Back from reporting on Wisconsin’s historic labor rally this weekend, KPFA news producer John Hamilton arrived in Berkeley to a layoff notice this week from the station’s interim program director Carrie Core. Hamilton, who has worked at KPFA for three years, was told his last work day would be March 30.
When asked who made the layoff decision, Core admitted that it was Pacifica’s executive director Arlene Engelhardt. Core did not explain how much the station would save by laying off Hamilton, nor how KPFA would make up the shortfall that would come from dismissing one of the station’s most effective fundraisers. Hamilton is employed part-time and makes only about $25,000 a year, according to KPFAWorker.org. PRESS COVERAGE: KPFA News audio | San Francisco Examiner
Listeners responded with an outpouring of financial support during the Pacifica Evening News, which Hamilton anchors. “We’re always told by KPFA programmers to ‘vote with our dollars,’ so that’s what I’m doing,” said one long-time news listener. “I made my entire $250 annual pledge during the Evening News to send a message to Pacifica that they should not layoff John Hamilton or destroy our news department.”
In addition to pledging, you can also help by writing to management via KPFA’s listener comment page. Or, if you want your email address to remain confidential, use SaveKPFA’s write to Pacifica page and we’ll forward your comments to management with your name but without your email address.
More than $7,000 was raised by Hamilton during the 1-hour Evening News on Tuesday — the highest amount that had been raised during by the news during this fund drive. That record was quickly topped on Wednesday with over $12,000 of pledges made during the news.
“Let’s keep it up for the next two days. John Hamilton is an amazingly talented journalist and fundraiser — he was able to raise over a quarter of his yearly pay in just an hour on the air,” said Margy Wilkinson, chair of KPFA’s local board. “It is ironic, to say the least, that just as we start to rebuild KPFA, management starts demolishing elsewhere,” she added.
Union activists at KPFA allege that Hamilton’s layoff is retaliatory. Hamilton has been a prominent union activist at KPFA and a public critic of Pacifica management. Last fall he earned the ire of Pacifica’s executive director after filming her storming off after listeners asked what her salary was, as well as producing a widely-shared video of a KPFA rally. He was also listed along with Brian Edwards-Tiekert and Aimee Allison in a letter targetting staff for layoff by a group of Pacifica board members last fall. Hamilton says he’s filing a grievance over the layoff.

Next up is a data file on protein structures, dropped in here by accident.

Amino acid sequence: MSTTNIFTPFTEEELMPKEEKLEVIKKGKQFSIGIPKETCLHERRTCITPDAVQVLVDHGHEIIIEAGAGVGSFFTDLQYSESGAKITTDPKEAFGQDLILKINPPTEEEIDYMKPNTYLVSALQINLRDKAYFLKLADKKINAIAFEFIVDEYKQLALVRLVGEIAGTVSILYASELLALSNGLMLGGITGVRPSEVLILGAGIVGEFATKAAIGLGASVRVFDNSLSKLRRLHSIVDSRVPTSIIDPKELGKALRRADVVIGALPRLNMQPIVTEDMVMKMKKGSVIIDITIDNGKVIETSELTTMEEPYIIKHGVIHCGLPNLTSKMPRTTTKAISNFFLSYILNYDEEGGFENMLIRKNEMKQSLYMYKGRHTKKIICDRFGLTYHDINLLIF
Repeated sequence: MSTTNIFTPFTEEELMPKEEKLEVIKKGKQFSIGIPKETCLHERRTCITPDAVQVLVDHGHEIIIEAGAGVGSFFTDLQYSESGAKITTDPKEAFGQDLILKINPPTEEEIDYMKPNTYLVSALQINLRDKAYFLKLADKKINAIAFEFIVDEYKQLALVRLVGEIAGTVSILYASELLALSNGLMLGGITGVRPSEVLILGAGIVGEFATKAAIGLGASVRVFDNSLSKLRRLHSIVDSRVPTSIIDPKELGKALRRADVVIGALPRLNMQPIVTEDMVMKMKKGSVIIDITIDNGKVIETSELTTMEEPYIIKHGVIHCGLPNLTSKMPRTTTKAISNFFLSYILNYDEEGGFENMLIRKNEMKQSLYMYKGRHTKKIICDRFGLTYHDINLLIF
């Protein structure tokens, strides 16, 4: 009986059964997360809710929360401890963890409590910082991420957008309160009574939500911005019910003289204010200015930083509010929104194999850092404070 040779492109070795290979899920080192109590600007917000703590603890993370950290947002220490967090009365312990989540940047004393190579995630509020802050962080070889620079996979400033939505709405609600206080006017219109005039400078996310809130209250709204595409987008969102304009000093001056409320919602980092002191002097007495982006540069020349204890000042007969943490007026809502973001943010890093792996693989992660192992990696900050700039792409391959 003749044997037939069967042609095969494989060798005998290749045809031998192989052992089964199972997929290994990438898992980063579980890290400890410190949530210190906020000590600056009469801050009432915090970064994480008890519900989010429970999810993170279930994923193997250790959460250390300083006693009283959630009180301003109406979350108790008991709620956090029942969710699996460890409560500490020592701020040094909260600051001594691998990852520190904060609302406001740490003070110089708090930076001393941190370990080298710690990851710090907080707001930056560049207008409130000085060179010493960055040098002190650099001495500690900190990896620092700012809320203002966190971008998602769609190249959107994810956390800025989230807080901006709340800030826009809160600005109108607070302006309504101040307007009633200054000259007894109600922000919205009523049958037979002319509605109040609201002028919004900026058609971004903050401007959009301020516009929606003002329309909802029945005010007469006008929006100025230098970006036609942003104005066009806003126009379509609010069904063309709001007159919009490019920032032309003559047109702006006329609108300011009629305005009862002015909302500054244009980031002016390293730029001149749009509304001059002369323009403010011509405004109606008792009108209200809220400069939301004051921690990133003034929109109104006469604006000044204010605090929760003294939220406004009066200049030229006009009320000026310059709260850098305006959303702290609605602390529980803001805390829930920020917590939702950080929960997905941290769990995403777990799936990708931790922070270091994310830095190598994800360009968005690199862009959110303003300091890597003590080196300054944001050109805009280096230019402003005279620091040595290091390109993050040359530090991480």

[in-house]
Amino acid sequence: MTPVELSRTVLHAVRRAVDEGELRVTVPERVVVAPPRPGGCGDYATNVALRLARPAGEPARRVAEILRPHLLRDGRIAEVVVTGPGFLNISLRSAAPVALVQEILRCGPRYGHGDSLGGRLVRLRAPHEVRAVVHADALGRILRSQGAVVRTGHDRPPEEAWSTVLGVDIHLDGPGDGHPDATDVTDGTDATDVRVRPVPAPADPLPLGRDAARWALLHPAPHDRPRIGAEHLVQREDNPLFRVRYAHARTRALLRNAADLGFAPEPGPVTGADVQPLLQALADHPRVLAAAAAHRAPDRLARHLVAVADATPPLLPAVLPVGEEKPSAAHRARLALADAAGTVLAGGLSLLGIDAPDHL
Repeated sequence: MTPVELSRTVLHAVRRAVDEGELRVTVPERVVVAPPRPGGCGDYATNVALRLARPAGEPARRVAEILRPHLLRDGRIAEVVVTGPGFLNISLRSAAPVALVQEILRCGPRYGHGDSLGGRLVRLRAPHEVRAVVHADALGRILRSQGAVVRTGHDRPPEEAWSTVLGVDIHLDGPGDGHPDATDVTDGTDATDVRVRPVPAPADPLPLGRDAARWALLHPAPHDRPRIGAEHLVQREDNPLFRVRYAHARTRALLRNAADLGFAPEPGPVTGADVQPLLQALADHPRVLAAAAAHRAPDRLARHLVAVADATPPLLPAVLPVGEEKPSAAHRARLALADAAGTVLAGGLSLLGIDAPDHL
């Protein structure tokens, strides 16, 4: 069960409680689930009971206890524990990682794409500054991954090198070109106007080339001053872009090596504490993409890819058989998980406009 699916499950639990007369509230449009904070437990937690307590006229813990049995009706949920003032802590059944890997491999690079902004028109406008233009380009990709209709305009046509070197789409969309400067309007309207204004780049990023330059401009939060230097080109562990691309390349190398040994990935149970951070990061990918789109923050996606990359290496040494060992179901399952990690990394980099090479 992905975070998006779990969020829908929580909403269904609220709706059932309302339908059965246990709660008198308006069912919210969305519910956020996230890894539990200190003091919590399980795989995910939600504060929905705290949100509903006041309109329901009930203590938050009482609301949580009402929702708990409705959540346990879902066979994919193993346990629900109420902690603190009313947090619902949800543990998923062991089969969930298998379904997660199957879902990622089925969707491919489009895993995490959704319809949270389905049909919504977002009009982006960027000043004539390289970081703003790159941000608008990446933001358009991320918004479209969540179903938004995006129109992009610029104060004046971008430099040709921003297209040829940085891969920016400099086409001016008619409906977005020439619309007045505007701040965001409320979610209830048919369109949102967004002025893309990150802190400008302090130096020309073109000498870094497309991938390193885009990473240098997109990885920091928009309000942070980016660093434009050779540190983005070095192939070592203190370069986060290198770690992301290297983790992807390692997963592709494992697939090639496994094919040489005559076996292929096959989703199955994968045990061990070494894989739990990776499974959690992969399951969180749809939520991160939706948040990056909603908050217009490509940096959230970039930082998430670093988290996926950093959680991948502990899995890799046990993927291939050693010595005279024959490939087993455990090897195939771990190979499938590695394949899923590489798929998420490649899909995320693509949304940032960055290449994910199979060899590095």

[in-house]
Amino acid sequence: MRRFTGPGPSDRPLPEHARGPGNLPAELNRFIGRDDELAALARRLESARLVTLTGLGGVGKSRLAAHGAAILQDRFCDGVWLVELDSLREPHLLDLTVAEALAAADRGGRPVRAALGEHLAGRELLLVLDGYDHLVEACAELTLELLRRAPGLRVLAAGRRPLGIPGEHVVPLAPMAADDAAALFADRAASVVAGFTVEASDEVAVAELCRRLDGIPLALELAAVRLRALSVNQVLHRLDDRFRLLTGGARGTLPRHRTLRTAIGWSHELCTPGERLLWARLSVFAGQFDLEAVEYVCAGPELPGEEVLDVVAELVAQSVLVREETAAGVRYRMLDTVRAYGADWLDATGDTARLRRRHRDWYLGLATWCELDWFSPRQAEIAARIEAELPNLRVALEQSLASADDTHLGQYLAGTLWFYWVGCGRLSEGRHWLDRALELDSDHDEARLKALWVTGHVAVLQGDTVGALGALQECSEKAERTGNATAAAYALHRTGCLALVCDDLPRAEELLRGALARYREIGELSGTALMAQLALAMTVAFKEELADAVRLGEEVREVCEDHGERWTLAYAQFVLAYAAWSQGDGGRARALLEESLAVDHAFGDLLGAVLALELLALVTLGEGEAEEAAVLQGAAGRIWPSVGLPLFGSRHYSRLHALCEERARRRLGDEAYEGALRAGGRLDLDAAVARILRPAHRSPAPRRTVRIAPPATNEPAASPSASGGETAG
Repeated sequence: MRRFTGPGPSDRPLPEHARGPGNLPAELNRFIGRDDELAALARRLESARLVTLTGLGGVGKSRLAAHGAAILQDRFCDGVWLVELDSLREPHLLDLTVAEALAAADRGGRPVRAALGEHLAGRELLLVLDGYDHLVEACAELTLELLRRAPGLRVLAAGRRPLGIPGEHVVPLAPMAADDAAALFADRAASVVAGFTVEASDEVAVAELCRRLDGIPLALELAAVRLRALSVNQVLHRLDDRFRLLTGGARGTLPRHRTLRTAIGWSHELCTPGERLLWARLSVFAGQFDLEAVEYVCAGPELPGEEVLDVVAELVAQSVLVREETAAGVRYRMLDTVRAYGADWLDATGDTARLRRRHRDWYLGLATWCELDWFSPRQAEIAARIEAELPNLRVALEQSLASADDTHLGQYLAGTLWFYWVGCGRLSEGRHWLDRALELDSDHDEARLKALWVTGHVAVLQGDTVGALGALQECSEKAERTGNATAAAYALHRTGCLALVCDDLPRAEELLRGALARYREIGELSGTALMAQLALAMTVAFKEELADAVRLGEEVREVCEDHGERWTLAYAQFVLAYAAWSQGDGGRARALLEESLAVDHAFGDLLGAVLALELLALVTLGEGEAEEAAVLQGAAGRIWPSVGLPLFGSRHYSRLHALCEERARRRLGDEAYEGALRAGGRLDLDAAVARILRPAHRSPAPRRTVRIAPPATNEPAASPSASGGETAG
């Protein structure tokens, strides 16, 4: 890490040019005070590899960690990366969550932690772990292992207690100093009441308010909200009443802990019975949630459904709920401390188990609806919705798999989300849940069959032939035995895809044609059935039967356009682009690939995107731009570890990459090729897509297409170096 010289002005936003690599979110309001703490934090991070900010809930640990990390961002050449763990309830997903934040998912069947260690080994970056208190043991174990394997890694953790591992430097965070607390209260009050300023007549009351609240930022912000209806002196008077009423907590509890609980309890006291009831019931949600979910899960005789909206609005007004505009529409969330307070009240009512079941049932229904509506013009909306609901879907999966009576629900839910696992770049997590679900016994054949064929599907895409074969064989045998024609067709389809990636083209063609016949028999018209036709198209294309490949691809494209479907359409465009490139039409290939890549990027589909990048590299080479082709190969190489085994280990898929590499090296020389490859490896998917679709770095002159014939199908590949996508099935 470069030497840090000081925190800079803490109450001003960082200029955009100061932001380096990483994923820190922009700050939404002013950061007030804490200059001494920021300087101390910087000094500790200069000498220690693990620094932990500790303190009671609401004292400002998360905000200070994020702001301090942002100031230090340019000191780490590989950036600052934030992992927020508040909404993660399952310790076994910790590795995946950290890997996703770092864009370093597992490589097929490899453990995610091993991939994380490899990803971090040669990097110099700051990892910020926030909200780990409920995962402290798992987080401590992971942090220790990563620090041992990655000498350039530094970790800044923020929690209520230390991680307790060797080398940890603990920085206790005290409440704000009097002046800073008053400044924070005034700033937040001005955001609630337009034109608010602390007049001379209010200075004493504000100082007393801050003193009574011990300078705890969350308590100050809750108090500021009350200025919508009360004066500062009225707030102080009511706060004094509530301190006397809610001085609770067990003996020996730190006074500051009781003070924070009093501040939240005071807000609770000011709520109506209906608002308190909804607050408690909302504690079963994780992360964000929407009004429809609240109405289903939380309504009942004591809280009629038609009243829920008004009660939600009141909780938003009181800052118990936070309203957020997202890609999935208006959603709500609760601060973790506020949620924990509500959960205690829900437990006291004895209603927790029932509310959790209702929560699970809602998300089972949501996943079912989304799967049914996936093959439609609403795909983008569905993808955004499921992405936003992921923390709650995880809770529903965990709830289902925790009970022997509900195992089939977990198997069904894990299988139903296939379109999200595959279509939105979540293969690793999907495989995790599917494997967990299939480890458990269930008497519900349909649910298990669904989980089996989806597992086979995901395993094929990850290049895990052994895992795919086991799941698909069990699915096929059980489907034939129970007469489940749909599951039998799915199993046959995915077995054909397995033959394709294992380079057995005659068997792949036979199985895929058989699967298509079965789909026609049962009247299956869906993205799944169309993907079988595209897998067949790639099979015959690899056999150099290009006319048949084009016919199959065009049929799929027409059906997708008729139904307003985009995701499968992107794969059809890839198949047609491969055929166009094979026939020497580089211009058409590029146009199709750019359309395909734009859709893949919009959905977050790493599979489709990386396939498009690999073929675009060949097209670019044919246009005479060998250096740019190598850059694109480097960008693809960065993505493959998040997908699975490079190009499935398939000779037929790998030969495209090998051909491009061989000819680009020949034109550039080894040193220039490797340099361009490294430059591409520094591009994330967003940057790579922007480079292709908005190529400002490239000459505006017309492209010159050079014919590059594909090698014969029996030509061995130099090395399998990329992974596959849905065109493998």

Hamilton’s layoff comes less than a week after former KPFA Morning Show co-host Brian Edwards-Tiekert was reinstated by Pacifica with back pay, but was given a job description as a reporter rather than a morning host. | EAST BAY EXPRESS ARTICLE
Hands off the news, restore other locally-controlled programming
Newly-released balance sheets show that KPFA outperformed its budget by $290,000 by the end of 2010, casting doubt on management’s claims that layoffs are necessary. Listeners have also pledged an additional $63,000 to restore the KPFA Morning Show, an offer that management has so far refused.
When asked about how the news department would function with Hamilton laid off, management said it planned to “restructure” the newscast. More KPFA listeners tune into the Evening News than any other evening program, and it was the station’s biggest fundraiser during the last marathon. After Pacifica took the popular Morning Show off the air and laid off its co-hosts, fundraising in the 8am hour went into a tailspin.
“The Evening News is the heart of KPFA,” said local board member Mal Burnstein. “We don’t want to see Pacifica do to it what they did to the Morning Show. The station has suffered a steep drop in quality and credibility — not to mention financial health — as a result of these ill-advised disruptions.”